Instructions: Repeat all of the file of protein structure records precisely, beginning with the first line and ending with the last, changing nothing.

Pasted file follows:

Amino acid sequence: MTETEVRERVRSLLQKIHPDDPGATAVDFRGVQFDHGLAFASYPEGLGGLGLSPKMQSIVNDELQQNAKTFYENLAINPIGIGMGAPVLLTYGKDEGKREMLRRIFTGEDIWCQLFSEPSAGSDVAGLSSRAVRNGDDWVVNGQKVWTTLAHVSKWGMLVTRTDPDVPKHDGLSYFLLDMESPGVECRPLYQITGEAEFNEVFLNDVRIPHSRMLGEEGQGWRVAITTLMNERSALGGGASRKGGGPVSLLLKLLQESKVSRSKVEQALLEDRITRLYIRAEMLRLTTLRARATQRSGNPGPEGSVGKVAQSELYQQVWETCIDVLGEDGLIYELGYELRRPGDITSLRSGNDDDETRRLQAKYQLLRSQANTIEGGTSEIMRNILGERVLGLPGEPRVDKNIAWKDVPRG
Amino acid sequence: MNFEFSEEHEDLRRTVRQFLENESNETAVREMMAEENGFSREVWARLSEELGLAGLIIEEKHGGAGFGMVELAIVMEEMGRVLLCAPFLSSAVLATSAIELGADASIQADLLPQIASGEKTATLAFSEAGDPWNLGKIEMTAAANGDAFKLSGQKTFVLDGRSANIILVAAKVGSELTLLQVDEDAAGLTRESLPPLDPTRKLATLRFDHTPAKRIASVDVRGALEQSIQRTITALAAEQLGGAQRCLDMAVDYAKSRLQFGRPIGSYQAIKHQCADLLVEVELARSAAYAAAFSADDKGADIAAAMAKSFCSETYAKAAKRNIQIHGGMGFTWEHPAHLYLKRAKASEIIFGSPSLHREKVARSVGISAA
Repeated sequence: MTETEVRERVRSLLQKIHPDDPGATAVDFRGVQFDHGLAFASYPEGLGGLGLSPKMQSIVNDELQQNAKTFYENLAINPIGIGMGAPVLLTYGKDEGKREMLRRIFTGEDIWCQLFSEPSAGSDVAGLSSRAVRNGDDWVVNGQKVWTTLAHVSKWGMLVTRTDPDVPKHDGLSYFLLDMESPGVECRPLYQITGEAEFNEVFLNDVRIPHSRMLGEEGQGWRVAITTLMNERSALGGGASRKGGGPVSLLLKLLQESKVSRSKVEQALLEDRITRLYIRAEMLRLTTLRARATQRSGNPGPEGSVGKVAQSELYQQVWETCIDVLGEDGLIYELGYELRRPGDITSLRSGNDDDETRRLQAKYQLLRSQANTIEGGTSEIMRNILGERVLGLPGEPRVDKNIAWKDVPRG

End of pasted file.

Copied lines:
Amino acid sequence: MTETEVRERVRSLLQKIHPDDPGATAVDFRGVQFDHGLAFASYPEGLGGLGLSPKMQSIVNDELQQNAKTFYENLAINPIGIGMGAPVLLTYGKDEGKREMLRRIFTGEDIWCQLFSEPSAGSDVAGLSSRAVRNGDDWVVNGQKVWTTLAHVSKWGMLVTRTDPDVPKHDGLSYFLLDMESPGVECRPLYQITGEAEFNEVFLNDVRIPHSRMLGEEGQGWRVAITTLMNERSALGGGASRKGGGPVSLLLKLLQESKVSRSKVEQALLEDRITRLYIRAEMLRLTTLRARATQRSGNPGPEGSVGKVAQSELYQQVWETCIDVLGEDGLIYELGYELRRPGDITSLRSGNDDDETRRLQAKYQLLRSQANTIEGGTSEIMRNILGERVLGLPGEPRVDKNIAWKDVPRG
Amino acid sequence: MNFEFSEEHEDLRRTVRQFLENESNETAVREMMAEENGFSREVWARLSEELGLAGLIIEEKHGGAGFGMVELAIVMEEMGRVLLCAPFLSSAVLATSAIELGADASIQADLLPQIASGEKTATLAFSEAGDPWNLGKIEMTAAANGDAFKLSGQKTFVLDGRSANIILVAAKVGSELTLLQVDEDAAGLTRESLPPLDPTRKLATLRFDHTPAKRIASVDVRGALEQSIQRTITALAAEQLGGAQRCLDMAVDYAKSRLQFGRPIGSYQAIKHQCADLLVEVELARSAAYAAAFSADDKGADIAAAMAKSFCSETYAKAAKRNIQIHGGMGFTWEHPAHLYLKRAKASEIIFGSPSLHREKVARSVGISAA
Repeated sequence: MTETEVRERVRSLLQKIHPDDPGATAVDFRGVQFDHGLAFASYPEGLGGLGLSPKMQSIVNDELQQNAKTFYENLAINPIGIGMGAPVLLTYGKDEGKREMLRRIFTGEDIWCQLFSEPSAGSDVAGLSSRAVRNGDDWVVNGQKVWTTLAHVSKWGMLVTRTDPDVPKHDGLSYFLLDMESPGVECRPLYQITGEAEFNEVFLNDVRIPHSRMLGEEGQGWRVAITTLMNERSALGGGASRKGGGPVSLLLKLLQESKVSRSKVEQALLEDRITRLYIRAEMLRLTTLRARATQRSGNPGPEGSVGKVAQSELYQQVWETCIDVLGEDGLIYELGYELRRPGDITSLRSGNDDDETRRLQAKYQLLRSQANTIEGGTSEIMRNILGERVLGLPGEPRVDKNIAWKDVPRG